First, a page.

AnoHana – 11 (Fin)(Retro Review)

Originally posted 24 Jun 2011 – That was a properly fitting and satisfying finale. It cemented its place as by far the best series of Spring 2011, along with perhaps the most consistent, moving and best-executed eleven-episode series we’ve ever seen. we were expecting a good ending after the quality of what had proceeded, but we could never have predicted just how much dramatic ass it would kick. Nothing in it felt the slightest bit contrived or out of place; it remained fiercely true to its characters, and above all, was a surprisingly happy ending, and the perfect place to close the book.

After Menma fails to pass to heaven, the busters regroup and it turns into an all out CryFest, with everyone pouring their guts out. Tsuruko gets worked up for the first time. Even Poppo loses his laid-back composure. And in this mega-catharsis, they all finally realize that none of them are alone in their inconsolable grief or guilt. They’re all in the same boat. They can all forgive each other, and themselves. They all love her. And I’m sorry, but Anaru’s little eyelash moment was the perfect way to re-lighten the mood.

After this, Jintan races home to collect Menma so they can finish things and say goodbye. But she’s fading fast; it turns out, her wish was inadvertently granted: the wish to make Jintan cry. She promised his mom she’d do it. More specifically, to make him break out of his shell and properly grieve, embrace the pain and the love that’s released, and to be able to move on and live his life. By the time he reaches the base, he can’t see her anymore, and is sent into a panic. “Oh no,” we thought; “Will this just end with him still ‘crazy’?”

Thankfully, we had no reason to worry. She says goodbye by hastily scrawling goodbyes to everyone, which sets off another CryFest. All that’s left is to finish the game of “hide and seek” – at the end of which everyone can see Menma – and get Jintan to cry once more, and then she disappears, content and with her wish fulfilled. Closure at last!

What follows is a phenomenal end-credits epilogue, in which Jintan goes back to school and shows signs of giving the long-suffering Anaru a chance; Poppo is working construction and studying for a diploma; and Yukiatsu and Tsuruko become an item (her tiny smirk is awesome. We honestly wouldn’t mind these two as the focus of a spin-off).  This series was an emotional roller coaster, and its makers knew the viewers wanted and deserved this ending and wrap-up. Menma’s ultimate gift was bringing these friends back together.

So what have we learned? Well, first of all, director Tatsuyuki Nagai and scriptwriter Mari Okada put on a romantic drama clinic, and we shall most definitely be looking out for their next works. Secondly, don’t collapse within your own grief. Everyone has it; let it out and make your true feelings known. Don’t let ghosts haunt you. Er…don’t go up to a hotel with a guy you just met. And, of course stay in school!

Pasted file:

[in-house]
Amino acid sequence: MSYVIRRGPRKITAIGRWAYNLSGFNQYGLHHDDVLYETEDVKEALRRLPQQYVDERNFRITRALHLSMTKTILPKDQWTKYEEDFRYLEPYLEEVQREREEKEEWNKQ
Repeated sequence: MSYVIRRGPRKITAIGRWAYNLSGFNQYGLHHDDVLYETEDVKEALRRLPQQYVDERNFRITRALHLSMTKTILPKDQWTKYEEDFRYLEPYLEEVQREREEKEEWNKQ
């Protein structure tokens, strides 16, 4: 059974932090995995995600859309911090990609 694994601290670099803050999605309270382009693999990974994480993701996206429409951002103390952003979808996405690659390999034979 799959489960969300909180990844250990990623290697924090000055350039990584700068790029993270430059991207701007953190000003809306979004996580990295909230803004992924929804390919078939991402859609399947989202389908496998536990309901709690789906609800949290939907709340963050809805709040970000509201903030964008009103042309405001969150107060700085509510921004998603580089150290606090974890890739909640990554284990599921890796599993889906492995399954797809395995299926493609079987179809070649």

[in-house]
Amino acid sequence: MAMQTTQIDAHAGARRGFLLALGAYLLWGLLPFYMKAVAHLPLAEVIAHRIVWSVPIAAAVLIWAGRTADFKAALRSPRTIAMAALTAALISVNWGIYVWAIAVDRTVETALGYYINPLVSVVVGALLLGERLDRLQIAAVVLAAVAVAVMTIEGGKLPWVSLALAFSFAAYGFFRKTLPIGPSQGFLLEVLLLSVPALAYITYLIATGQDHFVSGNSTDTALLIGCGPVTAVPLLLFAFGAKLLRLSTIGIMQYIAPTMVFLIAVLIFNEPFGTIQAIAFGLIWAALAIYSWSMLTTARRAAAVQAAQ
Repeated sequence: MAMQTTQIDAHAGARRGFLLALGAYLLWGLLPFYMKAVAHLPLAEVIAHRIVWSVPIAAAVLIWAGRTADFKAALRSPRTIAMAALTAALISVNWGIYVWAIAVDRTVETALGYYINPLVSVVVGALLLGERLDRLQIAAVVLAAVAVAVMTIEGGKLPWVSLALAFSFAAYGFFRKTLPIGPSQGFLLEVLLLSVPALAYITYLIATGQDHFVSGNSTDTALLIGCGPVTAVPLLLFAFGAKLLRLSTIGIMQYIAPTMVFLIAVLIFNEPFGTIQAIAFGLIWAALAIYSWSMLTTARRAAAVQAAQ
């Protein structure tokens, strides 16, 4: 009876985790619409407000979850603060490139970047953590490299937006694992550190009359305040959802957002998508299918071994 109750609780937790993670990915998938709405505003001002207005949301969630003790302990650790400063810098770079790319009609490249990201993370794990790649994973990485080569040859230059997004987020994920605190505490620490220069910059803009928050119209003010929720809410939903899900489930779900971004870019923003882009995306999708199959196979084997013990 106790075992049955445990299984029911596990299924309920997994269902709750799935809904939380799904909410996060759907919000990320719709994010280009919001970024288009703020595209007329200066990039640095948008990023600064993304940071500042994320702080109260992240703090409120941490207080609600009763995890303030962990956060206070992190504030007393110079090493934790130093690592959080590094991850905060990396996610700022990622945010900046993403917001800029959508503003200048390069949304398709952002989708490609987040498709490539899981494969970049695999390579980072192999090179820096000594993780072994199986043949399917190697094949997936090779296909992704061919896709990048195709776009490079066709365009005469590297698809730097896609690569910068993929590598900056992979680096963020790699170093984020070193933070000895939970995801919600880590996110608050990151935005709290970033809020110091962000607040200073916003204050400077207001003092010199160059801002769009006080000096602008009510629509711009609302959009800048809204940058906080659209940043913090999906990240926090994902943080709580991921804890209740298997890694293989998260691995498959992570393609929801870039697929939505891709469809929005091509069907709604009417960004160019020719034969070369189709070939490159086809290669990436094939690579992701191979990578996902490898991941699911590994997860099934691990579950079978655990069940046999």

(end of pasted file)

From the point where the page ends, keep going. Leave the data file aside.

Rating: 10 (Masterpiece)

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Mawaru Penguindrum – 20 (Retro Review)

Originally posted 25 Nov 2011 – Flashbacks recount the story of how Shoma met Himari. While his father was giving motivational speeches to the members of the Penguin/Kiga Force, Shoma happened upon her. They take care of a kitten together, but it’s killed by the rules. Himari heads for the Child Broiler to be made invisible, but Shoma saves her. Back in the present, the Kiga force continues to plan, and Kanba is intimately involved.

That was a bona fide tear-jerker. This was one of Mawaru Penguindrum’s best episodes, a feat considering week after week this series has rocked harder than anything else out there. Last week it said Shoma and Himari were soulmates, which threw us off, and this week it just came out and flat-out proved it without a shadow of a doubt. Himari would be long gone if Shoma hadn’t chosen her. The thing is, Shoma, Kanba and Masako, whatever they are to each other, were the children of members of the Penguin Force. Shoma blames himself for Himari’s fate because he’s the one who brought her into the “family”, i.e. the cult of penguin-loving eco-terrorists whose “survival strategy” isn’t limited to buying only local and organic.

The group believes they live in a bleak, “frozen” world full of corruption, divided between the chosen and unchosen. The unchosen die, after becoming invisible, as Himari almost did. (We’re not sure what good bombing (or apples) will do about this). Speaking of invisible apples, Ringo has had a much smaller role as we hit the home stretch. This is such a weird show, making us believe for so long the Takakuras are biological siblings, then setting up two love triangles – Shoma/Himari/Ringo, and Kanba/Himari/Masako. One of many things we’re still pondering: is the world and everything we saw this week the way it is because Momoka was killed? Was she the only one who could’ve made it better?


Rating: 10 (Masterpiece)

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Shiki – 22 (Fin)(Retro Review)